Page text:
Tomorrow is the anniversary of one of the worst days in the life of Americans everywhere.
I remember the first time I went to Ground Zero. I had happily volunteered to help feed the rescue workers and was honored to be able to contribute in that small way. It was the least I could do. After all, I wasn't a member of the police, fire or rescue teams, I wasn't in construciton or clean-up. I just wanted to do something to help. I was ready, willing and able to dish out soup, deliver coffee, serve the meals, anything. I'd seen all the footage, was familiar with the sight of the rubble and the carnage. I was prepared.
Or so I thought.
Just seeing the hole in the skyline was troubling enough, but it was the smell of death that hit you when you pulled up at the site that really shakes one to the core. It was everywhere. No escaping the odor. Though you got used to it and the odor siminished, it did not go away. A newscast could not even begin to describe that aspect of the clean-up nor preapre you for it. It was disturbing after only one day there. Can you imagine being there every day?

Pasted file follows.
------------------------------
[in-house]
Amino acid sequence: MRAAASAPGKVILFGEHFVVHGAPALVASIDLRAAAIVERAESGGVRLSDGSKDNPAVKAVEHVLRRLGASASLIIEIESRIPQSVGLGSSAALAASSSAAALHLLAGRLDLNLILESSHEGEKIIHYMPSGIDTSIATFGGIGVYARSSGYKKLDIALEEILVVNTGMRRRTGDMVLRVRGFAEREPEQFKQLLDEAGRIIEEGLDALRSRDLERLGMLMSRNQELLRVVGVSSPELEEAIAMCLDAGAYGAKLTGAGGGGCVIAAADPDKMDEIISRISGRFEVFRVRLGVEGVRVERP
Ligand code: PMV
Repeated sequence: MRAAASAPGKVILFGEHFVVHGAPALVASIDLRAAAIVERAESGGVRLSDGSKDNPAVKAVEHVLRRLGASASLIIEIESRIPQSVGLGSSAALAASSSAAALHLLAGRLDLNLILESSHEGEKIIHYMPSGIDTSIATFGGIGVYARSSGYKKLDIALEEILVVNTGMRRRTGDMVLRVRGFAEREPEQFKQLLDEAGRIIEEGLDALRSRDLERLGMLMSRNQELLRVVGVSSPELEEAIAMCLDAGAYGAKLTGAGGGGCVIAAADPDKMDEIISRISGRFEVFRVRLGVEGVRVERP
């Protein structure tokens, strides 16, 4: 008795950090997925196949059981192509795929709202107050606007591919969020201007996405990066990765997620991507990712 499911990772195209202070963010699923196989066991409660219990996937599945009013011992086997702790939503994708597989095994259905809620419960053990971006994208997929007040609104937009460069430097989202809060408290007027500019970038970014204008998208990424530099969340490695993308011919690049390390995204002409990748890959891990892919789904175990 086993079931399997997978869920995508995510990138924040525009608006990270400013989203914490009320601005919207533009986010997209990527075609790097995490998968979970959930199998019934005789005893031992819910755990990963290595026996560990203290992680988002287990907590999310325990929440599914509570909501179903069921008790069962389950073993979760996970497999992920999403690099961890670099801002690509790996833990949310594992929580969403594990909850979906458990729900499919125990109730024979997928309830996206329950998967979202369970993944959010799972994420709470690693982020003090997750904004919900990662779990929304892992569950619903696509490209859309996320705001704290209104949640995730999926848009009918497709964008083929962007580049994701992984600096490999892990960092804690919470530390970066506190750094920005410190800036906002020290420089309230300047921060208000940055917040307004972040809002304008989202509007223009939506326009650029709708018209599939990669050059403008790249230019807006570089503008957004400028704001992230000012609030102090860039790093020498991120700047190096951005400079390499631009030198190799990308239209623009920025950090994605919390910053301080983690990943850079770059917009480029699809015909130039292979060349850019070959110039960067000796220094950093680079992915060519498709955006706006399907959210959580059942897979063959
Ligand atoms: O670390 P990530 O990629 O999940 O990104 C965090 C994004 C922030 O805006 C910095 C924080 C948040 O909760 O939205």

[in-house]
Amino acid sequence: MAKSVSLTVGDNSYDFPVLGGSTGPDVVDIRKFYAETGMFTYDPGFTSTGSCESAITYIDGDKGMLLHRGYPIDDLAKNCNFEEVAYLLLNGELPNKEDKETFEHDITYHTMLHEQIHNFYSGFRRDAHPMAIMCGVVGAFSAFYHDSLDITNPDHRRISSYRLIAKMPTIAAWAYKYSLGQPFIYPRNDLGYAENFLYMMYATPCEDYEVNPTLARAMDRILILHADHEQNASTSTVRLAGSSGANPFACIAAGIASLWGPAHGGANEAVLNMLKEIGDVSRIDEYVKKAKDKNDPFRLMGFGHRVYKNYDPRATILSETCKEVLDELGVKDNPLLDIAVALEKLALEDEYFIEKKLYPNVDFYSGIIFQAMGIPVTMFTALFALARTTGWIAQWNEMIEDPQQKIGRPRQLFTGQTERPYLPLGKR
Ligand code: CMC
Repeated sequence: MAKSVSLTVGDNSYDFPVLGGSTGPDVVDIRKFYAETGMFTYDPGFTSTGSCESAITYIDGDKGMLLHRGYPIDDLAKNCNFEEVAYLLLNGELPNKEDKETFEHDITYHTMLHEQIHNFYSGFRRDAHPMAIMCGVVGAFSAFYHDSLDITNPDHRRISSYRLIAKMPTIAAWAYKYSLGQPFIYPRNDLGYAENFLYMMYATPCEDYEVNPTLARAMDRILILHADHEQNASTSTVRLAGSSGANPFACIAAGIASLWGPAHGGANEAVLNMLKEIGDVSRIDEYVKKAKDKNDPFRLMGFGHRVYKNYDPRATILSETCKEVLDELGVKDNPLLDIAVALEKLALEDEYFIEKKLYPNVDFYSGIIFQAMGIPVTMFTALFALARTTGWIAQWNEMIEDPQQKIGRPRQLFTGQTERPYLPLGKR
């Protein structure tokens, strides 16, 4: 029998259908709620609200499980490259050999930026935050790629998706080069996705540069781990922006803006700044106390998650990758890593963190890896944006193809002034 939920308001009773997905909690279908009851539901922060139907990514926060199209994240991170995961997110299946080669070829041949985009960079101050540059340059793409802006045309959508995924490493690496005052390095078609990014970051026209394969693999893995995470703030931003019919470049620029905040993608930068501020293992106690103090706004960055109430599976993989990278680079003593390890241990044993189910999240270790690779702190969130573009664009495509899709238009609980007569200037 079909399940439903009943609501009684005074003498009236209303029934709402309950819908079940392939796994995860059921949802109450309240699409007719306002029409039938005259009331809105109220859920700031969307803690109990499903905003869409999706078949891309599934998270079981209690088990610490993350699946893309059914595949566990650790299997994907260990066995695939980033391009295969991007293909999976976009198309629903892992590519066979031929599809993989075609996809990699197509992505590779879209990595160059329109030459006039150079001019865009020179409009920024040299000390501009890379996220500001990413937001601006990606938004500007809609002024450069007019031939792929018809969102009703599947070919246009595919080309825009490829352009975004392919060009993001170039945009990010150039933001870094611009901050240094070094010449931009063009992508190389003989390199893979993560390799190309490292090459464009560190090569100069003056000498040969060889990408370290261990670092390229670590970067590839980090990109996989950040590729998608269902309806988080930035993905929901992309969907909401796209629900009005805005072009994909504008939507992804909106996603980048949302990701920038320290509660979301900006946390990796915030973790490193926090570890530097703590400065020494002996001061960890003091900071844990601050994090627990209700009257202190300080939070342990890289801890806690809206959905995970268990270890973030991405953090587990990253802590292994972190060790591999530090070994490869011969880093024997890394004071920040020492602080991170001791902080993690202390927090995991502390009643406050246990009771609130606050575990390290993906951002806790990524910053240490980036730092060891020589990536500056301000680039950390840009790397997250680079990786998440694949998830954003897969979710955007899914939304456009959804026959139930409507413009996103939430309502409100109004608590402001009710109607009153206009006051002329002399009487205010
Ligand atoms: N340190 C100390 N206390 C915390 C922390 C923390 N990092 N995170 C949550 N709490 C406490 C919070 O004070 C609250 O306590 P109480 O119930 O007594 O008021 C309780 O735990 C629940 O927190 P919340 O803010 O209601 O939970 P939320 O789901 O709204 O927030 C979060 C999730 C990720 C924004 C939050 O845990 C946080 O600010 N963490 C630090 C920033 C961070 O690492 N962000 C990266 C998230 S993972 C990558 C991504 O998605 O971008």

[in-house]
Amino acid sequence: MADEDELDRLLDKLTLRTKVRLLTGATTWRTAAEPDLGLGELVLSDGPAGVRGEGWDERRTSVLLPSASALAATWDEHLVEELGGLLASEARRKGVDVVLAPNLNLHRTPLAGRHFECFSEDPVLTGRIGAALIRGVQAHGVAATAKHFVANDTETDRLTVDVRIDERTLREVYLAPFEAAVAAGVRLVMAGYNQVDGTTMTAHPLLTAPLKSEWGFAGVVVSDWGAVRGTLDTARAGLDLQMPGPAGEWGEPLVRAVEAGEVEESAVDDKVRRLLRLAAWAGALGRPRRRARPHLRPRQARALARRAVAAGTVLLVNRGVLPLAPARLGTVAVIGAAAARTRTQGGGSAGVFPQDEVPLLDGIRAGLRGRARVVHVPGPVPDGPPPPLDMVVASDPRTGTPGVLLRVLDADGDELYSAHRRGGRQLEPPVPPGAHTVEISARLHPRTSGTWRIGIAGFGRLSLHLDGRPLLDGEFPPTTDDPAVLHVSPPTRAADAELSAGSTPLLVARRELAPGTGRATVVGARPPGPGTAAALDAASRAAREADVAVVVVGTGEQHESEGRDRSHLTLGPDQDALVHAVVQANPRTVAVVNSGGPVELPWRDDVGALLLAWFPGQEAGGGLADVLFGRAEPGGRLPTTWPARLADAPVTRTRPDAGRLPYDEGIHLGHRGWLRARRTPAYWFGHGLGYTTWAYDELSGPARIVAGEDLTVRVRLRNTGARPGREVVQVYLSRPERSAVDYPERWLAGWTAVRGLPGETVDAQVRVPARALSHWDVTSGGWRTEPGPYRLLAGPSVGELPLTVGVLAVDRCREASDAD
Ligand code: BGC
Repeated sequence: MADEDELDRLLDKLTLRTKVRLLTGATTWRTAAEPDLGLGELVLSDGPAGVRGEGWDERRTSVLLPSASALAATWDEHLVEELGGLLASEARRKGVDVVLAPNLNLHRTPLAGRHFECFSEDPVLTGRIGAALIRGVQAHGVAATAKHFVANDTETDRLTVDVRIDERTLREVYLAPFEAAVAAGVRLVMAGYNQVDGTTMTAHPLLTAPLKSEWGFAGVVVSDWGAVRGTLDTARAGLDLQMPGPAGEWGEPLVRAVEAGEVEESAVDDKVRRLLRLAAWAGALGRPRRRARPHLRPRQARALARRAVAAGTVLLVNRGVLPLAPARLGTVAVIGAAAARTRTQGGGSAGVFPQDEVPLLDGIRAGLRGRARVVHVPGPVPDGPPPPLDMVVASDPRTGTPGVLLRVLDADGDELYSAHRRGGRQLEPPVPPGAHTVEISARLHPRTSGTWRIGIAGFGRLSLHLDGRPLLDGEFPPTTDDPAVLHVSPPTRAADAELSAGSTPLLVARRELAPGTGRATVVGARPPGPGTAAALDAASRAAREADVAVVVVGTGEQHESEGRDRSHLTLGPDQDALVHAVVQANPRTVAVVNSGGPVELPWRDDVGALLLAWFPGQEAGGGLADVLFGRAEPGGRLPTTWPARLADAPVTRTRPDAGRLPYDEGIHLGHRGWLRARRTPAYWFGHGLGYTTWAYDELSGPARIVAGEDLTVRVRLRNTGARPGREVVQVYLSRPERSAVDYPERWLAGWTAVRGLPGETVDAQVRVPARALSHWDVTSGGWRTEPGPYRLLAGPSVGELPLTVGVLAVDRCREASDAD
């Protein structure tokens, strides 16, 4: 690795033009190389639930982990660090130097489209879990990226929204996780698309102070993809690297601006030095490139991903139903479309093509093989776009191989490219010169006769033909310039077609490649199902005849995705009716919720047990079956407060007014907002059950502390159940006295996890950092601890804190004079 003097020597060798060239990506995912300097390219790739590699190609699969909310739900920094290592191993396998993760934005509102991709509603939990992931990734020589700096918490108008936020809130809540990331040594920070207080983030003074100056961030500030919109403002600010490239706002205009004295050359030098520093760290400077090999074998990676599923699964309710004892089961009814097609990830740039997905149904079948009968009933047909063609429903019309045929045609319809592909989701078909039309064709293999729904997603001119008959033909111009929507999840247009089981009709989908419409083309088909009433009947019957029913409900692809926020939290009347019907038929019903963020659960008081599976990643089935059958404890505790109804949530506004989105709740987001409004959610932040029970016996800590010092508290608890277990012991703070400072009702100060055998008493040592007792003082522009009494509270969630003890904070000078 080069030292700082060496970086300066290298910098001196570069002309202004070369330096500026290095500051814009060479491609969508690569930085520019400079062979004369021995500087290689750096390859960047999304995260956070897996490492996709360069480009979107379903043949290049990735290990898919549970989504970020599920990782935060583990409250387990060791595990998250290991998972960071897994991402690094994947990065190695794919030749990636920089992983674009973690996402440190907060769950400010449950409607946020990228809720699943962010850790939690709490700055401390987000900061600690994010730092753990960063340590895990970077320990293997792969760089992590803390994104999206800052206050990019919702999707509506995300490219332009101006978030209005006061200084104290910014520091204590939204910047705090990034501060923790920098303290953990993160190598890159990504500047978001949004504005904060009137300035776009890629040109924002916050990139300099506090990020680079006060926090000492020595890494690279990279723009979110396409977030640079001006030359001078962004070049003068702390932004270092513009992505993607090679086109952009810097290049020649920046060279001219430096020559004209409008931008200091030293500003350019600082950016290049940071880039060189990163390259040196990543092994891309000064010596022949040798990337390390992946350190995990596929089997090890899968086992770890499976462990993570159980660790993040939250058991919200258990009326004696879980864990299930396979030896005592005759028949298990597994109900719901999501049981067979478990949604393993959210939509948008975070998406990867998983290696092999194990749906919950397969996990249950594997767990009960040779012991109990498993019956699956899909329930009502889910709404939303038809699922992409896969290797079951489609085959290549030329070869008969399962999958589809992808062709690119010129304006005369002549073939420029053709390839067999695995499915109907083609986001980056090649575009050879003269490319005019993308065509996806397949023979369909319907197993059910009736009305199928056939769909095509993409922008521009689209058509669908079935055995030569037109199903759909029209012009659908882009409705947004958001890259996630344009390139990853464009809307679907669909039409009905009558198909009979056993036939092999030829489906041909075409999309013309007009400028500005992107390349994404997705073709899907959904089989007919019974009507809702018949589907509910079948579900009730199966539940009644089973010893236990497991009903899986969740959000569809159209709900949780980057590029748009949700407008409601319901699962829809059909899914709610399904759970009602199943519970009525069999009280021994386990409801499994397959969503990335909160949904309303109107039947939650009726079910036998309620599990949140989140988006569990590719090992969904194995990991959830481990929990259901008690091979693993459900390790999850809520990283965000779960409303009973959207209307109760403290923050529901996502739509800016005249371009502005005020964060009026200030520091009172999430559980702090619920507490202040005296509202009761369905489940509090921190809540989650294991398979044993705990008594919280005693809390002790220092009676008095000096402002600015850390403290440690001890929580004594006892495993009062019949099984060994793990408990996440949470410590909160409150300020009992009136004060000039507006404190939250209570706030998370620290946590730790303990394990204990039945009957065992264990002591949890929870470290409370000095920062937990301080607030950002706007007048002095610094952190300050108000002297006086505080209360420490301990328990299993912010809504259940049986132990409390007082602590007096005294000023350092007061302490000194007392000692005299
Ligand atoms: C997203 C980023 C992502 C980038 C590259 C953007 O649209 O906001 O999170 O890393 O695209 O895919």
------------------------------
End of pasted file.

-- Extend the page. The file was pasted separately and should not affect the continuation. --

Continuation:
When I got home, my husband could smell it as soon as I walked in the door. It premeated my clothes, hair and skin. It took a long shower, a lot of perfumed bath gel and a few spins through the wash cycle for my clothes to get ride of the smell. It was the smell of 9/11 and I'll never forget it.
I'm not going to get on my soap box and tell everyone to never forget. Some people will. But I won't. Never.
God Bless America.
picture 1 - ground zero
picture 2- dad and I getting ready to serve the meals
Picture 3 - dad, sis and I just before leaving - picture taken by a member of NYPD who dubbed dad "Soup Boy" and was making us laugh.